For Sheryl Sandberg, leaving Meta Platforms was only a matter of time.
The announcement of her departure Wednesday may have come out of the blue, but it was also entirely inevitable for the past few years. There’s been too much reporting on how Sandberg’s once critical role in the oversight of Facebook has diminished, as has her superstar status in corporate America. The company’s constant controversies, and her prominent position in many of them, left her so tainted that repairing her reputation was always going to involve exiting the COO job.
It’s unclear at this time, though, what, if anything, is prompting Sandberg to leave at this particular juncture. This being Facebook, it’s hard to shake the possibility that yet another controversy is about to envelop the company, and she’s pulling up stakes now before she becomes even more tarnished. No matter what happens next to Meta, we’ll look back on this moment and wonder whether she saw it coming and that’s what sent her packing.
To ensure it doesn’t look like Sandberg is running away from Meta, she is staying on in her current post until fall and remaining on the board of directors. But it’s more likely she’s leaving now because it’s actually been a relatively quiet period in recent months after years of turbulence.
To have left in the thick of Facebook’s controversies would have cemented a perception she didn’t want: a cause-and-effect dynamic between those headlines and her exit. Waiting until the hubbub from Cambridge Analytica et al. died down is her way of conveying that she’s leaving on her own terms.
On the other hand, even someone whose every move is as carefully cultivated as Sandberg’s can’t achieve perfect timing. She is walking away at a time when a company that once seemed too big to fail is looking more and more mortal as the woebegone economy sinks its teeth into Big Tech.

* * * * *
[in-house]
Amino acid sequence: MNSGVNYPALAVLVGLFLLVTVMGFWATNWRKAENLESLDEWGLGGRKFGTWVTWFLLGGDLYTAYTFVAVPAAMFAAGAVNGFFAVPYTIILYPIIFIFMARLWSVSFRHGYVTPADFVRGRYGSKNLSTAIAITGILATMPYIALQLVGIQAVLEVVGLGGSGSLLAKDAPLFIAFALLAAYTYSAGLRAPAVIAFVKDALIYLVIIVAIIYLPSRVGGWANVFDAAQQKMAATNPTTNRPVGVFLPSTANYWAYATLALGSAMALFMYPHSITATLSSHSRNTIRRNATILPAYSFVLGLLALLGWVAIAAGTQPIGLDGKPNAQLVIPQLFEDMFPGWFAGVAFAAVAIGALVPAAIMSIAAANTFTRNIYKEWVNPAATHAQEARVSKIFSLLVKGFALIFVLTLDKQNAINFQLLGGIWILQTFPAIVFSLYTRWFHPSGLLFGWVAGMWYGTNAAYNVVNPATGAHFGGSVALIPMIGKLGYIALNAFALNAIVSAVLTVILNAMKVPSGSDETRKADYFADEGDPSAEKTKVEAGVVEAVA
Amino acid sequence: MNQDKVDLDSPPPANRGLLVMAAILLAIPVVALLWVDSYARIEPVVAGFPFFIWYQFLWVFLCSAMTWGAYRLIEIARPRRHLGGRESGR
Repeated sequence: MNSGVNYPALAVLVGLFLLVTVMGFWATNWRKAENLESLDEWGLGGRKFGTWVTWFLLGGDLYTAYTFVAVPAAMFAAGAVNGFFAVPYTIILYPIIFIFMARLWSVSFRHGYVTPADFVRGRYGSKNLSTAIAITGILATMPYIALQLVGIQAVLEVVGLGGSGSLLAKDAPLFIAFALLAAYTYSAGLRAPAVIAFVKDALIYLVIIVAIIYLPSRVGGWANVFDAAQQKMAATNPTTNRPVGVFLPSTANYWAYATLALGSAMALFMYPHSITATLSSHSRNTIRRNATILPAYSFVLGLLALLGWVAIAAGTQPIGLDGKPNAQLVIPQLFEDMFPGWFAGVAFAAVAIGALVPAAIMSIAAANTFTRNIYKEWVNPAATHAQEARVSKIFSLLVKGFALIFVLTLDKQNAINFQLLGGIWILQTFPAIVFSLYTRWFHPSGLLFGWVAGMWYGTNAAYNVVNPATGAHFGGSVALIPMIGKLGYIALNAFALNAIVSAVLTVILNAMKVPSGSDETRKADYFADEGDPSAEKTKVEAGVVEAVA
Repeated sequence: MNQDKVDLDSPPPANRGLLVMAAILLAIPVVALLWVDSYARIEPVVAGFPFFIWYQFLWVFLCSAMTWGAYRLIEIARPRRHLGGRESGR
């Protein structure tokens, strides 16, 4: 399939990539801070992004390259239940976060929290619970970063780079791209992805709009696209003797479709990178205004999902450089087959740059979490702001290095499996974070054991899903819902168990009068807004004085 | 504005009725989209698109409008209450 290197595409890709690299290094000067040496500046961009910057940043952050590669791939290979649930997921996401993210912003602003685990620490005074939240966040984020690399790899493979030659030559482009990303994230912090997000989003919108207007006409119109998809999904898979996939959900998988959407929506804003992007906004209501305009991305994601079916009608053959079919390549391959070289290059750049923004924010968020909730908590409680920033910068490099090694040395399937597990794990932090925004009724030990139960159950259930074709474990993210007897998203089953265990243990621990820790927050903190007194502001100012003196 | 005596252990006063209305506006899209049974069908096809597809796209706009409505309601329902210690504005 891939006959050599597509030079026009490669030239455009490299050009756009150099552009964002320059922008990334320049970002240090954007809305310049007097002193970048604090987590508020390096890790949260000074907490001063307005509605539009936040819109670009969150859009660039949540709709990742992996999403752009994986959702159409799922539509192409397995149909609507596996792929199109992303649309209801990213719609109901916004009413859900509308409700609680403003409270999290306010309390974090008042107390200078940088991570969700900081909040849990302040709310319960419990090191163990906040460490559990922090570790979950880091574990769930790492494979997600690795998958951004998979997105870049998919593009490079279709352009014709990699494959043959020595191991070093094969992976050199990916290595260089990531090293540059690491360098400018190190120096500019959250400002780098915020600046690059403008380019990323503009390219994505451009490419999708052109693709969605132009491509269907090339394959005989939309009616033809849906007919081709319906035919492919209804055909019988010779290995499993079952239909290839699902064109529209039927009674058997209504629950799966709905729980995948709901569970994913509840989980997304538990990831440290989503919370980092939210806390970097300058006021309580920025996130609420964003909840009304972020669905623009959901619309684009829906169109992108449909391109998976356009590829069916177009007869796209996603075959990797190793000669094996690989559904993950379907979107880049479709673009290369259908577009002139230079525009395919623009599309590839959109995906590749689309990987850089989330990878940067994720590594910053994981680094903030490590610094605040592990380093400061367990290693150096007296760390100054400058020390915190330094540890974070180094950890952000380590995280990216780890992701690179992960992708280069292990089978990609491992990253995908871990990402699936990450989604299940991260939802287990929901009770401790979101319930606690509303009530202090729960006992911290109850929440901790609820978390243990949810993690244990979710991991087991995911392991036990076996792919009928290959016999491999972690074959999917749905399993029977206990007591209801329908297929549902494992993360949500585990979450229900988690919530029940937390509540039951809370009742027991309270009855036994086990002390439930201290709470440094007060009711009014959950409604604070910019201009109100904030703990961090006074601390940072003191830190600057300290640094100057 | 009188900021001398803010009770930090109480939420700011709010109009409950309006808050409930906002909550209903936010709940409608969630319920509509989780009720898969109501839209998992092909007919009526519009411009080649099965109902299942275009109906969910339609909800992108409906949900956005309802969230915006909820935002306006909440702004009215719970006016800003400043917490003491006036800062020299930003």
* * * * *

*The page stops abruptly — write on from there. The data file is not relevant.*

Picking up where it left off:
After reporting a stunning subscriber drop the previous quarter that sent its stock plummeting, Meta is still not showing any signs of recovery. The company will see its first year-over-year decrease in its massive global user base, according to an eMarketer projection earlier this week.
Because the announcement came complete with loving Facebook posts from both Sandberg and CEO Mark Zuckerberg that painted a picture of a perfectly harmonious relationship, it's only natural to suspect they're being effusive precisely to paper over the differences that led to their departure. Perhaps Facebook's audacious pivot to focusing on the metaverse earlier this year was not something Sandberg saw as strategically sound.
Zuckerberg and Sandberg have long been touted as a unique dynamic duo, well matched between his visionary leadership and her operational savvy. Their yin-yang has been central to the strategic philosophy of the company for their entire partnership.
Sandberg's second-banana status at Facebook has always been an oddity considering the personal brand she has built for herself through her "Lean In" phenomenon. But the company's many failings in recent years, from the misuse of user data to its perceived unresponsiveness to the proliferation of misinformation on its platform, have damaged her just as much as it has impacted Zuckerberg.
Though she portrays her resignation as her own decision, made to focus on her philanthropic efforts and her personal life (she is getting remarried), we may never know whether she was pushed out. Zuckerberg could certainly have wanted to send a message to Wall Street that there's fresh blood in his inner circle (the stock did perk up Thursday), though if that were his main concern, he would have done well to bring in a prominent new name from outside the company rather than reshuffle his current executive ranks.
Don't believe for a second Sandberg will live out the rest of her days in philanthropic pursuits. She will be in search of the next chapter of her career, one where she can unwrite the bad press of her Facebook years and hope to reclaim her now faded glory.
She may already know where she's going next. While she doesn't have the stature she previously enjoyed, her reputation is such that she could still have her pick of even the most plum perch across any Fortune 500 company. It wouldn't even be the craziest thing if she ended up in entertainment. Given where Netflix is these days, Facebook isn't the only company that would be wise to demonstrate it has recruited a fresh perspective. But my guess is she will stay in tech.
Prior to Facebook's misadventures, Sandberg was on course to write her ticket any way she saw fit, whether that was taking the CEO job at one blue-chip company or going into politics. That has now become more difficult, but there's no doubt she'll prove soon enough that it's far from impossible.